In yesterday’s post, I wrote about the proper investigation of an insurance claim: coverage, liability, damages. I am going to expand more on liability today. (Coverage is a lot more complicated. Liability is a better starting point for lay readers.)
Liability is basically “Who is at fault?” The easiest case to examine is an automobile collision. Two cars hit and someone must be at fault. How do you determine fault?
A good starting point is the police report. Why is it a starting point and not the ending point? Because a police report, in California, is not admissible evidence. A jury does not get to see the police report. Furthermore, the police report may be based on incomplete evidence, missing statements or may be inconclusive. But, it helps to start with the police report.
After reading the police report, the insurance company should talk to its insured. As an insured who has a claim made against your policy, you must cooperate with the insurance company. In other words, give them a statement about what happened. Answer the adjusters questions and give your side of the story.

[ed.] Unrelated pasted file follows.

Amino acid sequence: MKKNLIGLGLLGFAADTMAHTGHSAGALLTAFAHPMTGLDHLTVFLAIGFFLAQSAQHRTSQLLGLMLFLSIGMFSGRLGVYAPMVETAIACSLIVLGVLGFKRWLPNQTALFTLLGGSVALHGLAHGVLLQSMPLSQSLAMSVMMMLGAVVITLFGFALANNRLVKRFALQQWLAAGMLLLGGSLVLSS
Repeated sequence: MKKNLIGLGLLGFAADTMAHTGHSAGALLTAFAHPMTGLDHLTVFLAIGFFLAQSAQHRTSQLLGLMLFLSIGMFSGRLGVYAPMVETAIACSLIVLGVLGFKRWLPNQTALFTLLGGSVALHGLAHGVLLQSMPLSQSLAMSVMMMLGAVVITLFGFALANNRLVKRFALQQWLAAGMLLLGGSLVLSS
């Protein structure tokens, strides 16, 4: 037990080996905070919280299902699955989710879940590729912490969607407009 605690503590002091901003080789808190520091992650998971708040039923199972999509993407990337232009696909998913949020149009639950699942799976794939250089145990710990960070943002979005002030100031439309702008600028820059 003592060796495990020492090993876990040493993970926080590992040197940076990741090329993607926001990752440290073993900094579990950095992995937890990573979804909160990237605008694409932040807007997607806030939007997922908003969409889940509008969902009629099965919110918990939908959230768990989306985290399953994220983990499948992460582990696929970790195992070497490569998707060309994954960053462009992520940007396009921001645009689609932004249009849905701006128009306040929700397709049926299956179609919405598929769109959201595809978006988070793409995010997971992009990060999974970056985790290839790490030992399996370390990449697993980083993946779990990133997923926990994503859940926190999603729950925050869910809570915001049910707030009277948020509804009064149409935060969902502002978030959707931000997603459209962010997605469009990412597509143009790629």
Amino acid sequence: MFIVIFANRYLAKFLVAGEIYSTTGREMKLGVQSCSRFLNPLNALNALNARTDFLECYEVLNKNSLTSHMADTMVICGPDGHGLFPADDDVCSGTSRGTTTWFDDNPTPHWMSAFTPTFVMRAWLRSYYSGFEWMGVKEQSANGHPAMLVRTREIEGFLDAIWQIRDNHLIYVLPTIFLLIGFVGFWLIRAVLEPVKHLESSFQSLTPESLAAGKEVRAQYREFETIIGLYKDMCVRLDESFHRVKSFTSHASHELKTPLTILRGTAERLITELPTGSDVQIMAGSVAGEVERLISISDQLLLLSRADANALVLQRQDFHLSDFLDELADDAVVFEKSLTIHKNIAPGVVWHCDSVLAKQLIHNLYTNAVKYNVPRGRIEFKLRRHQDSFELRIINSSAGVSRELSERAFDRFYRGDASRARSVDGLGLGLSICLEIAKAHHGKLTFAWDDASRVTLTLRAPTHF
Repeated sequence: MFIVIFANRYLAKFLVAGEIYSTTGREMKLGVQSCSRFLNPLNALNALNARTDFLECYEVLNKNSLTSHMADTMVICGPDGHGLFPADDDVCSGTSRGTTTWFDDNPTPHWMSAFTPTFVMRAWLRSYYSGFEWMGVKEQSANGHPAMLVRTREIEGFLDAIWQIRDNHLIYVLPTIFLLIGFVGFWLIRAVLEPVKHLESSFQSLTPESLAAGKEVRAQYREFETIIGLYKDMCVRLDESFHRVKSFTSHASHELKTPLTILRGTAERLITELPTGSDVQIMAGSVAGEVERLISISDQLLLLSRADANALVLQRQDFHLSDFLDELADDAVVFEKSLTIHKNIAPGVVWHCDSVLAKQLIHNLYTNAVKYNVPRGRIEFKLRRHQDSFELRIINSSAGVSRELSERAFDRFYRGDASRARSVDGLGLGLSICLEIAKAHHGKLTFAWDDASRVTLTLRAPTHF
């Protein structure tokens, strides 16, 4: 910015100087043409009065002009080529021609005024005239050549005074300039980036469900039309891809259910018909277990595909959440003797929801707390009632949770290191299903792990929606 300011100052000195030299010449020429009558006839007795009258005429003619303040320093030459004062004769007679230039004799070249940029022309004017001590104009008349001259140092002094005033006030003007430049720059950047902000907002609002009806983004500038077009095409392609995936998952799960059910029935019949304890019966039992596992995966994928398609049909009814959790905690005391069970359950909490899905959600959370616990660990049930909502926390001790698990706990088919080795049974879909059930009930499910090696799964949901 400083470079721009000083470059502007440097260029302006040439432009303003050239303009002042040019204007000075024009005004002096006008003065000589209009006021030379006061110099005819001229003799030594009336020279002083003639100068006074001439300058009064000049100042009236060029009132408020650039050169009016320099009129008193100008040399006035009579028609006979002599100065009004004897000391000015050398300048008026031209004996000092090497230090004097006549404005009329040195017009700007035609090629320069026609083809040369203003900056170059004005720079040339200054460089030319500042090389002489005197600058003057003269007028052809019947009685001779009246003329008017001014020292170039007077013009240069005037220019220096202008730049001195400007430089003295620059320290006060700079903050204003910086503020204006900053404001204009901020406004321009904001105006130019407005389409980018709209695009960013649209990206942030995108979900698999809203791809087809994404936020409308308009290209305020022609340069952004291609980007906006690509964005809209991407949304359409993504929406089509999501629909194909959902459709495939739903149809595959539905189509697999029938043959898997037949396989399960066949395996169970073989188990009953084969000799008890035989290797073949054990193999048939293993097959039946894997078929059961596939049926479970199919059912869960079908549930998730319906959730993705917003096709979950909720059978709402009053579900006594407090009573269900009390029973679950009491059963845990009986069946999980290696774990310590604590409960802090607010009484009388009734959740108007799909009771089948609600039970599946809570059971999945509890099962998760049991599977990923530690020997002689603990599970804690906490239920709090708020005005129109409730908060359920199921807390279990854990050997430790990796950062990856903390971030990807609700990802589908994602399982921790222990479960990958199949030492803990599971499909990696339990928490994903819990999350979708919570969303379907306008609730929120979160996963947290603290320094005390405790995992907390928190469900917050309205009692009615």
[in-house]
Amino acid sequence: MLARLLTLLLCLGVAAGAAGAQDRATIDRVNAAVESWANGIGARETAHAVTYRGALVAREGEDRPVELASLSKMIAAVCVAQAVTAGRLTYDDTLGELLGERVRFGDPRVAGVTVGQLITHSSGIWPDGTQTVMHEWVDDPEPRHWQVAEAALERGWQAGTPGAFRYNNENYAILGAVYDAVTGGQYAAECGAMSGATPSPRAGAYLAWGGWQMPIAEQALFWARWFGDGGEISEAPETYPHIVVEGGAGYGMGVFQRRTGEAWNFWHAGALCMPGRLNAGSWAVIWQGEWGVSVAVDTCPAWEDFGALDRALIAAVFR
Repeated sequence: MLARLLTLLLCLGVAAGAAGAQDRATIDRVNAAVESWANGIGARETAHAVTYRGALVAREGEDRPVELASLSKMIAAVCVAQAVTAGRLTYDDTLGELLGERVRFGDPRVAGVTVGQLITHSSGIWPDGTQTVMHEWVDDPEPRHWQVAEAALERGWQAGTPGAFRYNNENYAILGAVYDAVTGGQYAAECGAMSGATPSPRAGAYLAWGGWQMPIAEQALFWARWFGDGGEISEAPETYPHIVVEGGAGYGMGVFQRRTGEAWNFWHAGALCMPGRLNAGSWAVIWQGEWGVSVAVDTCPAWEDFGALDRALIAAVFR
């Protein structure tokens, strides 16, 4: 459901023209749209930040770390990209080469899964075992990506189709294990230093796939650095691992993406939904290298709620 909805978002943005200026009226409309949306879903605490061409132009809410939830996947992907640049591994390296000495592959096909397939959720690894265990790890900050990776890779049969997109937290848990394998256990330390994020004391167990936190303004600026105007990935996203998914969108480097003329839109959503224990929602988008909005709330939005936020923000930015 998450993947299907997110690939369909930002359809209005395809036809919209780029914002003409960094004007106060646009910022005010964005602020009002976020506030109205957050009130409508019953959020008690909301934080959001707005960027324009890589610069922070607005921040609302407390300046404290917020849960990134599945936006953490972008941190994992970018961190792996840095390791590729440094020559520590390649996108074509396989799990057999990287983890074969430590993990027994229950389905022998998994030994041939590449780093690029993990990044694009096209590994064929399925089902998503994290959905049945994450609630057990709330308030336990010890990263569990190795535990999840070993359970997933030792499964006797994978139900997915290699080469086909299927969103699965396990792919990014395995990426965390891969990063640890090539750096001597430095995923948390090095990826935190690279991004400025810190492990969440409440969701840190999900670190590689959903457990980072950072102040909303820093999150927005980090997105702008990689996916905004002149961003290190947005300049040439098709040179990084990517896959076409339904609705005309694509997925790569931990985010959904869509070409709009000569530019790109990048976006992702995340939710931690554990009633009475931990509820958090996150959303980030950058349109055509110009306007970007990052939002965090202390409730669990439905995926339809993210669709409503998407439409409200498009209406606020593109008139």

After the insurance adjuster has talked to its insured, the adjuster should next try to talk to the other party. I recommend that if you are the “other party,” you do not give a statement to the insurance company. It is not required. However, the adjuster will want to talk to you about the case. If no one is injured, you can talk to the adjuster. If there is an injury, DO NOT talk to the adjuster.
The adjuster should then talk to any independent witnesses. Someone’s brother who was in the car is not an independent witness. An independent witness is someone who is not related to the parties, does not know the parties and saw what happened. Seeing the aftermath of a collision does not make a person a witness to what happened in the collision.
Finally, the adjuster should visit the scene of the collision. It is important to see where the collision happened, look for debris in the roadway or other signs. In the case of a disputed light, where each party says they had a green light, it is important for the adjuster to see the light and time the sequence of the light.
There, in a nutshell, is the proper method of conducting a liability investigation. Interestingly, a law firm should also speak to the parties, look at the scene and talk to witnesses.
In future posts, we will discuss liability and damages. Remember, if you have questions on an insurance claim email me.